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Arizona Law: Courts rule on OJ's, liens, insurance coverage, deadlines and inappropriate communication

Posted by Matt Schmidt | Aug 22, 2014 | 0 Comments

Since my last blog on Arizona law, there have been five new decisions from the Arizona Supreme Court and Arizona Appellate Court that have an impact on our personal injury law practice.  Though most will not make you jump out of your seat with excitement, it is still important for lawyers to remain in the know about what is going on in our legal system. Here is a quick summary of what you need to know:

1. The interest on an Offer of Judgment runs from the last enforceable judgment as opposed to when the offer is made, and that the rate of interest is prime plus 1% or 4.25%, not 10%.

What this means: Not a whole lot.  A new law, but a logical conclusion based on existing law.

2. Arizona Statutory law allows a healthcare provider to recover a lien from the wrongdoer's insurer.

What this means:  Expect adverse insurers to require more “hold harmless” letters or other guarantees by you and your client that the insurer is not responsible for the liens and that the liens will be taken care of by you and your client.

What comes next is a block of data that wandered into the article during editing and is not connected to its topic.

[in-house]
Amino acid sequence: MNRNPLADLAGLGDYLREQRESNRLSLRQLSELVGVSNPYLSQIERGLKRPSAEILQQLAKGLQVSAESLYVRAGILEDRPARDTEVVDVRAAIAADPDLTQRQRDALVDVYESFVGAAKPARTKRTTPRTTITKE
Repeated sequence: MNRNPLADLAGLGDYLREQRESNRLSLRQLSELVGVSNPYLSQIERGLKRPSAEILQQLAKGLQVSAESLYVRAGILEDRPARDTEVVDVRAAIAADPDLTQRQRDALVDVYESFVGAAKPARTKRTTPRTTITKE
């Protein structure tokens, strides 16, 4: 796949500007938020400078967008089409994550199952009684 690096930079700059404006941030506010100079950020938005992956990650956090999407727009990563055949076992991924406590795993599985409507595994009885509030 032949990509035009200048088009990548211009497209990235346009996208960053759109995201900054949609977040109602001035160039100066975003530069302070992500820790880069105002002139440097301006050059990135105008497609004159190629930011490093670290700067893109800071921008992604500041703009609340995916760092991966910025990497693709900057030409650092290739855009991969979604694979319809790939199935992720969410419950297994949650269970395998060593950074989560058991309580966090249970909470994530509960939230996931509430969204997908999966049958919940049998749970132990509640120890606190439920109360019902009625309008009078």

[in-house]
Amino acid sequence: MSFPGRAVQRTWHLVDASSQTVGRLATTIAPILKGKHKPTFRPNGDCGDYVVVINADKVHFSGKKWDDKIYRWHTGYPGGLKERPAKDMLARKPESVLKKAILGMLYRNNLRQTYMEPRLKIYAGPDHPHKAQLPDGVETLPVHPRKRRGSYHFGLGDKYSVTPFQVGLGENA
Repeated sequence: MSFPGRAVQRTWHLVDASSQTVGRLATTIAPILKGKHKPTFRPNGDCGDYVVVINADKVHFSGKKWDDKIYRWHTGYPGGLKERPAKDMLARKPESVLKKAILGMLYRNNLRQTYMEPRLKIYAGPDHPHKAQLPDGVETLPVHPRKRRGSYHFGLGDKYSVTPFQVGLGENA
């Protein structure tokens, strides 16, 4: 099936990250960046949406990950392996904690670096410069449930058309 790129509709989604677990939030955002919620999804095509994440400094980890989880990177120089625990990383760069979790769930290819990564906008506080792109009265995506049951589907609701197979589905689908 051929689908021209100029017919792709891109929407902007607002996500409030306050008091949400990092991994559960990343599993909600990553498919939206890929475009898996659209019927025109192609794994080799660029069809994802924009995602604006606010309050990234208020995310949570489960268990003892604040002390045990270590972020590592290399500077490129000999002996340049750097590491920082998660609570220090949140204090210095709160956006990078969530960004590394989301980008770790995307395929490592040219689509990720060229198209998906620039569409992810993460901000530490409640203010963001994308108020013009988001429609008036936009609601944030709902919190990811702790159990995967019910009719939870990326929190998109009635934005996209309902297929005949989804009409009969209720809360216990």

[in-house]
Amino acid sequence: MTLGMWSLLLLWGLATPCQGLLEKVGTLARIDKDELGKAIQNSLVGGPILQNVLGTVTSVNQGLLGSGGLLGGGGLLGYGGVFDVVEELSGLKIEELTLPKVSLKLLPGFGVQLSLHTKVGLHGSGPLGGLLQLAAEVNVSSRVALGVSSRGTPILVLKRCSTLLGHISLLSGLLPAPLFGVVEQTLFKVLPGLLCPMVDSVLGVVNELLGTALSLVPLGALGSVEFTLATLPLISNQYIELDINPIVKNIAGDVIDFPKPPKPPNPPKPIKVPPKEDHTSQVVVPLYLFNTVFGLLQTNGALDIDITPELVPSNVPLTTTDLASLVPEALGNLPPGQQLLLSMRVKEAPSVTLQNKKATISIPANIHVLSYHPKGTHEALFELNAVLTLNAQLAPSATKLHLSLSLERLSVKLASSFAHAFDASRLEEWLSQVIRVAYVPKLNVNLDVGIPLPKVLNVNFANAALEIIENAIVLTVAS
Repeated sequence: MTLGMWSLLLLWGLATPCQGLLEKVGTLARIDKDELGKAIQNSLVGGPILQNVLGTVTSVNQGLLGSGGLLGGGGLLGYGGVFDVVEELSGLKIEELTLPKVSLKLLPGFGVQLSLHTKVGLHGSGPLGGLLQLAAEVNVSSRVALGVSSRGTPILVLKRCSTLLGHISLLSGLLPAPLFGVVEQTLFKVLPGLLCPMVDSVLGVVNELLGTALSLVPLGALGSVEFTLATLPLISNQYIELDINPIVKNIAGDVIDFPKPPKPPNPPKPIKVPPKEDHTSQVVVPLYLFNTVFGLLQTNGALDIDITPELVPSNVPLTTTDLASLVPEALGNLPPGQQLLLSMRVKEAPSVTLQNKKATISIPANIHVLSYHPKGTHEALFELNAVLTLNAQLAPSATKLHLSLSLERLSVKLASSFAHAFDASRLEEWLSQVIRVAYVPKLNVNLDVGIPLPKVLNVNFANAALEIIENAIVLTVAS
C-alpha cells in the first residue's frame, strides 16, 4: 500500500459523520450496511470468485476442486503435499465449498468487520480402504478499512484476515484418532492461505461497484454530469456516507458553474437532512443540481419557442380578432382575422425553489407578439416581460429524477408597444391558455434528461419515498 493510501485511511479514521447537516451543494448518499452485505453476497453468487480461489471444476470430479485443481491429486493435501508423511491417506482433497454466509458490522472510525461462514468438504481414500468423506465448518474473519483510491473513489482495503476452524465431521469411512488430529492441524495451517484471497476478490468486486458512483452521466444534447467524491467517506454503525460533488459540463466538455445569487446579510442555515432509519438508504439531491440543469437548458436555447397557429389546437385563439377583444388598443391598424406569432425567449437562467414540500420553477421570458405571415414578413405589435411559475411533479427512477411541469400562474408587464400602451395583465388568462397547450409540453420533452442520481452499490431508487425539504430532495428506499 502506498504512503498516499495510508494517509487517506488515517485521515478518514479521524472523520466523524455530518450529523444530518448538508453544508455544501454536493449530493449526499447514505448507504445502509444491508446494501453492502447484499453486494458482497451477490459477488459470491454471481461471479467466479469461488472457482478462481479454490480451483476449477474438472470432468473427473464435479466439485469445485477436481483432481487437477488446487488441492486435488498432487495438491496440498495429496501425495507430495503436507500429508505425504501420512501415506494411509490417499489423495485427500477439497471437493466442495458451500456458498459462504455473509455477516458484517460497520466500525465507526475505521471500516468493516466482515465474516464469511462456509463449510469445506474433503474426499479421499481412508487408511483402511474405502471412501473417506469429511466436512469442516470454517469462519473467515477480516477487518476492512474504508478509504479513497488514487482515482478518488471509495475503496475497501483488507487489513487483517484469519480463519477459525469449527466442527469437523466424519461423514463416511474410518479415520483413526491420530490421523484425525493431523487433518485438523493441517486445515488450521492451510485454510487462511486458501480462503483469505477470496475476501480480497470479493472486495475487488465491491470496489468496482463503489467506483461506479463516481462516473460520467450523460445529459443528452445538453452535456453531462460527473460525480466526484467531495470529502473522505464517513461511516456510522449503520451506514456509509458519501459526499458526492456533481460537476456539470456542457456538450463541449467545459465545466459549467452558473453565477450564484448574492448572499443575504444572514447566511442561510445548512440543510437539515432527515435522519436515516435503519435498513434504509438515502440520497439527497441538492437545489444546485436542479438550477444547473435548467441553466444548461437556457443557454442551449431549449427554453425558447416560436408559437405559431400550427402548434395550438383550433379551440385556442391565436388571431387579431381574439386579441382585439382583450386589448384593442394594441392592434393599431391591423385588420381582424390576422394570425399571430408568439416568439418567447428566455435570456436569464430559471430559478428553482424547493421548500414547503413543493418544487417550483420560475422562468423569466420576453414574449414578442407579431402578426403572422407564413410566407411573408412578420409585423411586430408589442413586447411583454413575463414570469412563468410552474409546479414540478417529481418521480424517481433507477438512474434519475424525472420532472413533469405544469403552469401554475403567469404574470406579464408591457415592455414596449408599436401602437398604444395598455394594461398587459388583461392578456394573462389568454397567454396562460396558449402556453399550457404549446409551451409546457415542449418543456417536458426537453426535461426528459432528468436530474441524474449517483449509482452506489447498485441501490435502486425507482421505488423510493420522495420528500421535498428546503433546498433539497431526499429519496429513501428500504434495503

3. Appellate courts cannot hear an issue raised for the first time in an overdue Amended Notice of Appeal.

What this means: don't blow deadlines.

4. An insurance agency is not absolved from liability when insured signs a form declining UM and UIM coverage where, before signing the form, insured advised agent she wanted “same coverage as before,” which included UM and UIM coverage.

What this means: This is another victory for the insurance consumer, interpreting statutory language broadly to protect consumers' rights and reasonable expectations of coverage.

5. An ex parte communication between the bailiff and jurors concerning something substantive could require a hearing to determine if the if the communication caused prejudice.

What this means: It was not the greatest of choices for a bailiff to tell the jury that deliberating for an hour or two to come to a verdict “should be plenty.”

Want to read more details about these decisions and others? Check out our Law Updates.

About the Author

Matt Schmidt

Matt graduated from the James E Rogers College of Law at the University of Arizona in passing the Arizona bar exam in 2010. Matt's primary interest in law focuses on general personal injury and insurance bad faith.

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